Identifying hypertension symptoms can be a difficult task
because, in its early stages, this disease is often asymptomatic. Unless a
blood pressure check reveals continuously elevated levels, there are usually no
other outward signs. It's for this reason hypertension is referred to as the
What is hypertension?
Hypertension is high blood pressure. Blood travels through
your arteries to deliver oxygen rich blood to your organs and tissues. If this
blood flow meets resistance, it elevates the pressure in your arteries, leading
to hypertension. Normal blood pressure is defined as a systolic pressure (the
top number) under 120mmHg and a diastolic pressure (the bottom number) under
80mmHg. Pre-hypertension readings are between 121-139mmHg for systolic pressure
and 81-90mmHg for diastolic pressure. Hypertension is classified as a systolic
pressure of 140-159mmHg and a diastolic pressure of 90-99mmHg.
For a person to be officially diagnosed with hypertension,
he must have three or more consecutive blood pressure readings over 140mmHg
systolic and over 90mmHg diastolic taken on separate days. Even with this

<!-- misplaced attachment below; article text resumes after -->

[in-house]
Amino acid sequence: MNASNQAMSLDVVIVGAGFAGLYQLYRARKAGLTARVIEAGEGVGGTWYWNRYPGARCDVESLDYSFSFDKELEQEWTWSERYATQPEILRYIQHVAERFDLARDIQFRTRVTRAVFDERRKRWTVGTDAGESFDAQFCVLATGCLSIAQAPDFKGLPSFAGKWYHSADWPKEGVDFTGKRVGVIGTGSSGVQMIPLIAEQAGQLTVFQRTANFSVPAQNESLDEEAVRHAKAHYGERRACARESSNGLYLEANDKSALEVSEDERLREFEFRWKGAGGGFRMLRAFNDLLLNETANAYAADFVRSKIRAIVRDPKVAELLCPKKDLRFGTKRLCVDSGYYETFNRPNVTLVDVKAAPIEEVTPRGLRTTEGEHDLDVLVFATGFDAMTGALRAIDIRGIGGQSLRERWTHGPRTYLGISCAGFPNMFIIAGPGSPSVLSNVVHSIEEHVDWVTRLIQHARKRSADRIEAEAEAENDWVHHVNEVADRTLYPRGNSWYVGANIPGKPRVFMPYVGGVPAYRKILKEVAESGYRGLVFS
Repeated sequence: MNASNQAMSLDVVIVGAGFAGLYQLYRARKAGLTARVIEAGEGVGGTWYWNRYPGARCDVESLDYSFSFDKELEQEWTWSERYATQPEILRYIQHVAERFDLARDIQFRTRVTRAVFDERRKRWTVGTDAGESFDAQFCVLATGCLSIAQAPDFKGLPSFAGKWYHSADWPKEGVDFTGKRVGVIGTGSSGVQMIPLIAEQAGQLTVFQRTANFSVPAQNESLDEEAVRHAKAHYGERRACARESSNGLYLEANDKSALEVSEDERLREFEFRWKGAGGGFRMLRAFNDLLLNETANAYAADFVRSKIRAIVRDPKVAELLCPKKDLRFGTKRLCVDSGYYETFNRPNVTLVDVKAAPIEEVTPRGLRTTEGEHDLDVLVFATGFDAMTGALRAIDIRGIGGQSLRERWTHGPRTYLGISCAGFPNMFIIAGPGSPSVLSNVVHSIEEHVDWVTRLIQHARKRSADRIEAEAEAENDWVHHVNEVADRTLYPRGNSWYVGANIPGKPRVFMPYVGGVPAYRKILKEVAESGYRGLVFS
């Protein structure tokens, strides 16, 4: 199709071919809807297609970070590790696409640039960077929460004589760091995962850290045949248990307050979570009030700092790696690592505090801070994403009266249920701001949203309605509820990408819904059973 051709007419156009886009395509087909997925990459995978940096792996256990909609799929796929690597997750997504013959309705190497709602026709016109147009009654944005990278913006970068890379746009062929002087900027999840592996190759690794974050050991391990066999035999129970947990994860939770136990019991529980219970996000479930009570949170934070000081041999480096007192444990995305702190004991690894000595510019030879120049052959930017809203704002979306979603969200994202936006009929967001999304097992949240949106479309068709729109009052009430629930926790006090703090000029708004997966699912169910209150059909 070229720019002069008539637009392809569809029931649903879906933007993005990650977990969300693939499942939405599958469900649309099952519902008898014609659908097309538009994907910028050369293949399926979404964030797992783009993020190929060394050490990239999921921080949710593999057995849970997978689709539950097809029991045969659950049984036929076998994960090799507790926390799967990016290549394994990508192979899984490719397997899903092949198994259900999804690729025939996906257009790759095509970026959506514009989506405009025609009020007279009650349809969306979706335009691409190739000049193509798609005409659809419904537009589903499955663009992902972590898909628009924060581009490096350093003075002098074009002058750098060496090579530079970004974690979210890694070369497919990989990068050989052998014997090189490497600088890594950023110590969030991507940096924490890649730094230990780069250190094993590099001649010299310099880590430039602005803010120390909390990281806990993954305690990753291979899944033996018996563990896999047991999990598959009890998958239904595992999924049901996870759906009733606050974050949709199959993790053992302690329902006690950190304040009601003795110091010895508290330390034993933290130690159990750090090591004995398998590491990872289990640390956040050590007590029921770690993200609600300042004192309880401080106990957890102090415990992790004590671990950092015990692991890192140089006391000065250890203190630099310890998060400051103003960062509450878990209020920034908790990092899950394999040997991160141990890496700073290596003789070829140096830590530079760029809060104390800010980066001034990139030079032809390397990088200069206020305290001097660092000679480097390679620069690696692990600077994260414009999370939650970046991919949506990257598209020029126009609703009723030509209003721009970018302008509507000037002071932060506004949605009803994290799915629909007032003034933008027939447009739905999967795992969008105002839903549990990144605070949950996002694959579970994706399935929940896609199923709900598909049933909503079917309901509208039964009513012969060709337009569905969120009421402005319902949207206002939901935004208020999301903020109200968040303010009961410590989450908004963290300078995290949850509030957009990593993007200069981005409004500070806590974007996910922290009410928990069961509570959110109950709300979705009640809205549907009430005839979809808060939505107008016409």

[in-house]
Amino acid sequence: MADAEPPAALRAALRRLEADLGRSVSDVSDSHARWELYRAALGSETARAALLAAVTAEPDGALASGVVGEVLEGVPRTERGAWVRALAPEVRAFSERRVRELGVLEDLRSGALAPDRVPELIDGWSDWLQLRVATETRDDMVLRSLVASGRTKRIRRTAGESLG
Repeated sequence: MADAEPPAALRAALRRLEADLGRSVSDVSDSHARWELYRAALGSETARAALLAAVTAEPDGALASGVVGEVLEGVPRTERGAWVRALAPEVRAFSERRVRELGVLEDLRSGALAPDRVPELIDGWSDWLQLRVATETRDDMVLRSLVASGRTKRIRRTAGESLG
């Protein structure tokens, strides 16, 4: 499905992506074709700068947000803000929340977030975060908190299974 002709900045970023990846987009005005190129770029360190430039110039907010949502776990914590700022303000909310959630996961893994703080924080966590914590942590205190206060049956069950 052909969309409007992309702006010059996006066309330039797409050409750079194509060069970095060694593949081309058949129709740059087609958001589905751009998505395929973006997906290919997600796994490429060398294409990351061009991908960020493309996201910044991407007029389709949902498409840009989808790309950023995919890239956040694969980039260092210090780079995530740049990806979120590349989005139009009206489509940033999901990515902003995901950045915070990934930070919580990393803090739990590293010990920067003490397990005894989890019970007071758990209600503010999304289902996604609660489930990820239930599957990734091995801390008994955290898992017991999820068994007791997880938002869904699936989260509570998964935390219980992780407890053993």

diagnosis, outward hypertension symptoms are not always evident. A person may
have hypertension for years before showing any physical signs other than high
blood pressure readings.
One of the earliest manifestations of hypertension is a
headache in the morning that tends to subside as the day goes on. The pain is
usually felt in the back of the head and the neck. If hypertension continues
without treatment, it may progress to confusion, dizziness, vision
disturbances, chest pain, irregular heartbeat, and nausea and vomiting. Signs
that untreated hypertension has led to organ damage include kidney failure,
stroke, heart failure, progressive vision loss, and aortic aneurysms.
Treatment and control
of hypertension symptoms
Hypertension symptoms can be treated with drug therapy and
lifestyle changes. Medications commonly used to treat hypertension include
diuretics, ACE inhibitors, beta-adrenergic blockers, and calcium channel
blockers. Each of these drug types has different sites of action in the body so
it's not uncommon to be prescribed two or more medications to control high
Lifestyle modifications include dietary changes that reduce
the amount of salt and saturated fat intake and increase the intake of fruits
and vegetables. Regular physical activity can reduce stress and prevent
excessive weight gain, both of which have been shown to raise blood pressure.
Cessation of smoking is highly encouraged since nicotine may interfere with the
effectiveness of hypertension medications.
Jennifer Budd is a
graduate nurse and certified nursing assistant.